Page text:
At the border, _____'s laptop and camera were searched. Hundreds of images of _____ molesting a girl under 10 years old were found and _____ was arrested.
- So if the person was not on probation or parole, did they have a warrant or was this an illegal search?
Harper said in Canada, this may have not happened.
Harper has been in British Columbia for the past several days as Ottawa prepares for a federal review panel report on the Northern Gateway pipeline.
The panel will report to the federal minister by the end of the year.
LITTLE ROCK (AP) - An Arkansas doctor convicted of possessing child pornography 13 years ago is suing the state over a new law that bars giving Medicaid money to convicted sex offenders.
Dr. _____ filed a lawsuit in federal court on Friday and asked a judge to block enforcement of the new restriction, which took effect Aug. 16. The law prohibits any registered sex offender from providing Medicaid services in the state.
The measure was introduced after a legislative audit noted that _____ had received more than $489,000 in Medicaid payments.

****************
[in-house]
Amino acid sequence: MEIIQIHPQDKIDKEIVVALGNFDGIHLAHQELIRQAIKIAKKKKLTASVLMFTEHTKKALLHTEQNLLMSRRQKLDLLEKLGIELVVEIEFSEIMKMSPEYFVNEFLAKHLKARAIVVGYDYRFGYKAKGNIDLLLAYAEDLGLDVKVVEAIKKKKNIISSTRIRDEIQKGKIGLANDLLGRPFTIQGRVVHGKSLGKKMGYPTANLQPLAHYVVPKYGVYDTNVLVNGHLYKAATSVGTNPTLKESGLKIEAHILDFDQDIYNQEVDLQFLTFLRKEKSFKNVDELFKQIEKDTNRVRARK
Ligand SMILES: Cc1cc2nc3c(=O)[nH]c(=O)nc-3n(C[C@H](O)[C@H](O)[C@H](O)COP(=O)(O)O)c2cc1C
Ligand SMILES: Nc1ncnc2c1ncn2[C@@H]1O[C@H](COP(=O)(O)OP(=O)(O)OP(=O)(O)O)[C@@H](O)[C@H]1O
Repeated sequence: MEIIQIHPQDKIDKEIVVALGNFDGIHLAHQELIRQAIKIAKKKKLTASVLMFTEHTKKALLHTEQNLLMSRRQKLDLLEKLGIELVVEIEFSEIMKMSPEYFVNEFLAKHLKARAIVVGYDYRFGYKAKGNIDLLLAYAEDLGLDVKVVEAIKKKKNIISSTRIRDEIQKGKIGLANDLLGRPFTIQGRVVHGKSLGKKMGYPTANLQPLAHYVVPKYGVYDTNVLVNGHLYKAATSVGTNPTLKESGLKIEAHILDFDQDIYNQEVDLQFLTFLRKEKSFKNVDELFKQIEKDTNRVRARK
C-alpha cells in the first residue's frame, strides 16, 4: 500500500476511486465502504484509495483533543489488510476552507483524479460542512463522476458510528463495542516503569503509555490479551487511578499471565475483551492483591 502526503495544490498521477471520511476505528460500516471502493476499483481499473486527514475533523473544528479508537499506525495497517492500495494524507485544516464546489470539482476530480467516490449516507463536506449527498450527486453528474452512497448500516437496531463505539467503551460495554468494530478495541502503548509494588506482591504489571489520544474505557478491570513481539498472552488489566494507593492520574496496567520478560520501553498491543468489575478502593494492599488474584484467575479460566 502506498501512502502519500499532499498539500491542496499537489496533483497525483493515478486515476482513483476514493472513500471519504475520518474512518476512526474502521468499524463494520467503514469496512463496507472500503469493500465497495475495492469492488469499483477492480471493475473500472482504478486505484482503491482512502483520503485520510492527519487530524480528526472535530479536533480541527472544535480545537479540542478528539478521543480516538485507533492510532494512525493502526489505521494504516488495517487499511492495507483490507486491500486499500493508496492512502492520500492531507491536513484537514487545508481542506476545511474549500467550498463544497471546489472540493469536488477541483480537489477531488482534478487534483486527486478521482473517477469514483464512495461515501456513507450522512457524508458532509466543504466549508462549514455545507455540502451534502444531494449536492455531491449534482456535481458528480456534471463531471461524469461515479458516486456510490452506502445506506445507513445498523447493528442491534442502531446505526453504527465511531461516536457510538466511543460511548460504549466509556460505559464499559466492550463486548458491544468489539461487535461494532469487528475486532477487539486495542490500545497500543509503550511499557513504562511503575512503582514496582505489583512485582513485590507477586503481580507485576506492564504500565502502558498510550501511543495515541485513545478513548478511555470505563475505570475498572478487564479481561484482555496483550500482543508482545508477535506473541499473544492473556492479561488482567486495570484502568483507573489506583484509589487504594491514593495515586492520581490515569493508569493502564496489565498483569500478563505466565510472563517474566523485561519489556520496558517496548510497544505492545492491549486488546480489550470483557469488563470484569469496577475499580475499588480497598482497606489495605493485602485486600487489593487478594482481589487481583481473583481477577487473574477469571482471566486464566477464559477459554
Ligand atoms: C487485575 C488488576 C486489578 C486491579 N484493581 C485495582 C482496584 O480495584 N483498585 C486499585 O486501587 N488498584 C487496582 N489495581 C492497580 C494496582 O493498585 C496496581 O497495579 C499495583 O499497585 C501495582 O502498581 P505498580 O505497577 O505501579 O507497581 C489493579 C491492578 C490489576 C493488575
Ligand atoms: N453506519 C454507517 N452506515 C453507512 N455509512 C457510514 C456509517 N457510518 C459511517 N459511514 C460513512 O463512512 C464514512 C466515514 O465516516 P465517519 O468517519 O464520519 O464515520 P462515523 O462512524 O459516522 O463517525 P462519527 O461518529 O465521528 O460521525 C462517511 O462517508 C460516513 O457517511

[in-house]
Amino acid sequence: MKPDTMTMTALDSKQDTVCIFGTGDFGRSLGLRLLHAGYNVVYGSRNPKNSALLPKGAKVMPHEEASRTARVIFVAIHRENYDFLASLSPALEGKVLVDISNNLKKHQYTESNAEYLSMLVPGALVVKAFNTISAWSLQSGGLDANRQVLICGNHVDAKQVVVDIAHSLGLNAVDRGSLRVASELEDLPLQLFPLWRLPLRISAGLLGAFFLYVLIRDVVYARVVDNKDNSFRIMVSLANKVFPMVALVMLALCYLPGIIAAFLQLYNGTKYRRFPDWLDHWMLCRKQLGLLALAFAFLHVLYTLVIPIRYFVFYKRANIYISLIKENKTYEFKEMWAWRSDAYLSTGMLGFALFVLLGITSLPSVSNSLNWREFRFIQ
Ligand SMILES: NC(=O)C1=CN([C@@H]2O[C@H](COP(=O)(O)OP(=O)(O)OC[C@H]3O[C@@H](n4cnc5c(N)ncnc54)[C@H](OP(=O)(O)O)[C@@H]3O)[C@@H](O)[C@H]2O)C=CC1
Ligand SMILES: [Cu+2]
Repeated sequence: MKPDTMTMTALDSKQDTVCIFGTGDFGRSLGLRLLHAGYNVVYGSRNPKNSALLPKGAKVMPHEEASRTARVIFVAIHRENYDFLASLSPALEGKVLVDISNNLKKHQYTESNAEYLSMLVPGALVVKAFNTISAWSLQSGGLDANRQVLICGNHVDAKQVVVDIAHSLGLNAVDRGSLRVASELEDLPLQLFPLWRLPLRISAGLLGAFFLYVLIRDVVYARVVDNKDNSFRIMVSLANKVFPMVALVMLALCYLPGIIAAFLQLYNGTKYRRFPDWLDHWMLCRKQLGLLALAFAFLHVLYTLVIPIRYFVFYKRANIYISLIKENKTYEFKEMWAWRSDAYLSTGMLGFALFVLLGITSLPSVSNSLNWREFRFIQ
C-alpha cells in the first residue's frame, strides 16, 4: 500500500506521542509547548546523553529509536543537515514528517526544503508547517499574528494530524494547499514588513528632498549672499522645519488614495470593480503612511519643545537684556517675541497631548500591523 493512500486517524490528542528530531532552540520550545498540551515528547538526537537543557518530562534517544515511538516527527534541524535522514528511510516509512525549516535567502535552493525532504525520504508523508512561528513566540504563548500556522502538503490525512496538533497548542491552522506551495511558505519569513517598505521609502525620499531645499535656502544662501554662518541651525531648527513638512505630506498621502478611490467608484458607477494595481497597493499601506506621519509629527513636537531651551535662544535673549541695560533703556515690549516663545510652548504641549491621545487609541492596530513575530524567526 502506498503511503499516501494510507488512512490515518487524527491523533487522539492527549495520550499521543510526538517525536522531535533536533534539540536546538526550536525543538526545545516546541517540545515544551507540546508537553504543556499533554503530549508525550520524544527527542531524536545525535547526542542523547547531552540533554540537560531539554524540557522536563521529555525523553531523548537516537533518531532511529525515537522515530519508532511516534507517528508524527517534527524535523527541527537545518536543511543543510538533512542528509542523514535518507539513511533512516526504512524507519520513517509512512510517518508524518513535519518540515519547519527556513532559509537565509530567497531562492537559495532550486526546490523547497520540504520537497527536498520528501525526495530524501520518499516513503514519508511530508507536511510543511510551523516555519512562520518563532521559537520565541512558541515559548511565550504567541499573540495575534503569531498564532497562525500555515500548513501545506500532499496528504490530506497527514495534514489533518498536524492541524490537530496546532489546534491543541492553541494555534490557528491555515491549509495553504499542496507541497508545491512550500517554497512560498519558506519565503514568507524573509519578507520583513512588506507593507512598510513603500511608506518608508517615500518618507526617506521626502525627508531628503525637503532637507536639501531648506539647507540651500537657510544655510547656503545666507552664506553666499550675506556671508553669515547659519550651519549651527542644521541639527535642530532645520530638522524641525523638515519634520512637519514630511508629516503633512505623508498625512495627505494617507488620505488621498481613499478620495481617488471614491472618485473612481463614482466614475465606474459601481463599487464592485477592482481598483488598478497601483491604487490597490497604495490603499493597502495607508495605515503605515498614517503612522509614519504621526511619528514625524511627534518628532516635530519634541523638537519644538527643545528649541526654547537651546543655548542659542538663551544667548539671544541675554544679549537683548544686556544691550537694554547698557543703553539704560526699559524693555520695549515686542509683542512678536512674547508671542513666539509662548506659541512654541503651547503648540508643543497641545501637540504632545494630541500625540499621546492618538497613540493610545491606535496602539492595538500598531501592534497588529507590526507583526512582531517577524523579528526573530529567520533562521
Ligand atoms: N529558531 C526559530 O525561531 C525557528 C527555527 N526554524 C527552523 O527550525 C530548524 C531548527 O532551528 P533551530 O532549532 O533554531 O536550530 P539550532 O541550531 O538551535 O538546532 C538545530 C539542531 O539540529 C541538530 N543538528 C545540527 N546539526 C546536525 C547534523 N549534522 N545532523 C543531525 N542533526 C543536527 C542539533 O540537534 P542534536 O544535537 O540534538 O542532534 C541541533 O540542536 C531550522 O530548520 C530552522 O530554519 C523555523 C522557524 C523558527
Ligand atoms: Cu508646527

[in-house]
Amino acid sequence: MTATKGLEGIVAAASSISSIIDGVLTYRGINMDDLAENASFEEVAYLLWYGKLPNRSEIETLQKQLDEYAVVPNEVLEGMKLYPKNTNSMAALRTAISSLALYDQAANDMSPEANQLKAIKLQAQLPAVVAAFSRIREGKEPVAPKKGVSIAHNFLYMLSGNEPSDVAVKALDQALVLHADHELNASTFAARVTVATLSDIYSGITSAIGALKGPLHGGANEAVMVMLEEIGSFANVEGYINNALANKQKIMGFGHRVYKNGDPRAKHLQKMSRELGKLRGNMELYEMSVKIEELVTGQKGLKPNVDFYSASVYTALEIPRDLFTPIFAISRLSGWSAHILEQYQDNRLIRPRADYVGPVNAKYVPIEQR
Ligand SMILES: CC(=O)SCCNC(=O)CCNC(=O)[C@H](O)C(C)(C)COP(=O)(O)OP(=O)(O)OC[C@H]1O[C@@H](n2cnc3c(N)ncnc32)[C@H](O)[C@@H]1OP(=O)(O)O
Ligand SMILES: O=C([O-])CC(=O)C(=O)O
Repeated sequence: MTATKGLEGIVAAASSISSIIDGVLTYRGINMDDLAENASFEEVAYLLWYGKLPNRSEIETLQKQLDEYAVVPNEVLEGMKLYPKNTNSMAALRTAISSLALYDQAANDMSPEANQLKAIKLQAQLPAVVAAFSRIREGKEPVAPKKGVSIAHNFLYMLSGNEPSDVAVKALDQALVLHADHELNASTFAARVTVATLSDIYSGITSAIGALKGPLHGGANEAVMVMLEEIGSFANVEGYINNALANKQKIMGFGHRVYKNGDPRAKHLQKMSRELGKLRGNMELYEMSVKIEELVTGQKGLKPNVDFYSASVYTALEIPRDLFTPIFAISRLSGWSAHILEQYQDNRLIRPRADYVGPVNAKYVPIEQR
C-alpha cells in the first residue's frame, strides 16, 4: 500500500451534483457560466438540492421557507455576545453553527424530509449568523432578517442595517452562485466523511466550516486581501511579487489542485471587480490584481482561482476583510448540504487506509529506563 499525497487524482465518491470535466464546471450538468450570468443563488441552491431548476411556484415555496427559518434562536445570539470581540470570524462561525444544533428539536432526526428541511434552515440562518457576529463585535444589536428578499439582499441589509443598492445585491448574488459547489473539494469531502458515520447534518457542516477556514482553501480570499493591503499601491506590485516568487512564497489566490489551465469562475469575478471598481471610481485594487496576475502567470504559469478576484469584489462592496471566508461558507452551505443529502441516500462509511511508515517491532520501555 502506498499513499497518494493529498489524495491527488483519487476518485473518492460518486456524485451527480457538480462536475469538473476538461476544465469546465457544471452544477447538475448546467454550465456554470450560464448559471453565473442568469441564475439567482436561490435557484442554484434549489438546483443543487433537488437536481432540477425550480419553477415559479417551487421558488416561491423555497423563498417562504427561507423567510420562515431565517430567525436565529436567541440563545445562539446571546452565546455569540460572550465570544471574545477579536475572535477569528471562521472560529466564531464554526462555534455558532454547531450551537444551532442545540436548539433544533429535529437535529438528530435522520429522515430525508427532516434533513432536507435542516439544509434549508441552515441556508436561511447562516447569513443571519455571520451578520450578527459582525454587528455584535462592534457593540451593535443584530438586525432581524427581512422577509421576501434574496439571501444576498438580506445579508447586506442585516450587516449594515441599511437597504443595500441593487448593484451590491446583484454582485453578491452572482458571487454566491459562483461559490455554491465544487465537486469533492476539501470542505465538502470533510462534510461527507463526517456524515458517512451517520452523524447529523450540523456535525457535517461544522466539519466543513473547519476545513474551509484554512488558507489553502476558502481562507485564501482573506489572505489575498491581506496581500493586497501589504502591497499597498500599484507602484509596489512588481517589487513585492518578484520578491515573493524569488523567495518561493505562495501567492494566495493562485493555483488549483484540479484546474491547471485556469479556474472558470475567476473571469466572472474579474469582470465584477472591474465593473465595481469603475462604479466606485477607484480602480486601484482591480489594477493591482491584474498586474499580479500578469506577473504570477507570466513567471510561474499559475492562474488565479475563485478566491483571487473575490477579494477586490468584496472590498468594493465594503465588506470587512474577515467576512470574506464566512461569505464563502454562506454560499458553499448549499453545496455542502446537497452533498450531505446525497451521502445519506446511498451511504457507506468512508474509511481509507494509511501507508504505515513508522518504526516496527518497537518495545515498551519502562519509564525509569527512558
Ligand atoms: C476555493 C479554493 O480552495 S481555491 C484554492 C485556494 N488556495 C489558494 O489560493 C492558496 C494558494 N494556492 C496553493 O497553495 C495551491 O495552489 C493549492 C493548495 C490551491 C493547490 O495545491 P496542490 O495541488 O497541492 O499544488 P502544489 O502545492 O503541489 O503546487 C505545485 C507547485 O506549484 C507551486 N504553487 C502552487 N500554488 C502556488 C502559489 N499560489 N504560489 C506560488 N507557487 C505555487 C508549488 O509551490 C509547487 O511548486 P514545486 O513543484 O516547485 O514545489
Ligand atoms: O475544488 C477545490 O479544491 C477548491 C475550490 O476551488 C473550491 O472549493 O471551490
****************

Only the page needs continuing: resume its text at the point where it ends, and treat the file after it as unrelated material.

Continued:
_____ was convicted in 2000 of possessing child pornography, but he has maintained his innocence. The state Medical Board in 2005 reinstated his license to practice medicine in Arkansas.
In the lawsuit, _____ argues the restriction violates his constitutional rights.
WHITEFORD - Police in Harford County are investigating a case in which a 40-year-old woman filed an apparent false rape report on Wednesday.
At about 2:30 a.m. ET, officers responded to the 1600 block of Main Street in Whiteford for a report of an armed burglary and sexual assault.
At the scene, Sara Stallons told deputies that the suspect had broken into her home and assaulted her. She provided a description of the alleged attacker and told police he punched her, cut her with a knife and then attempted to sexually assault her.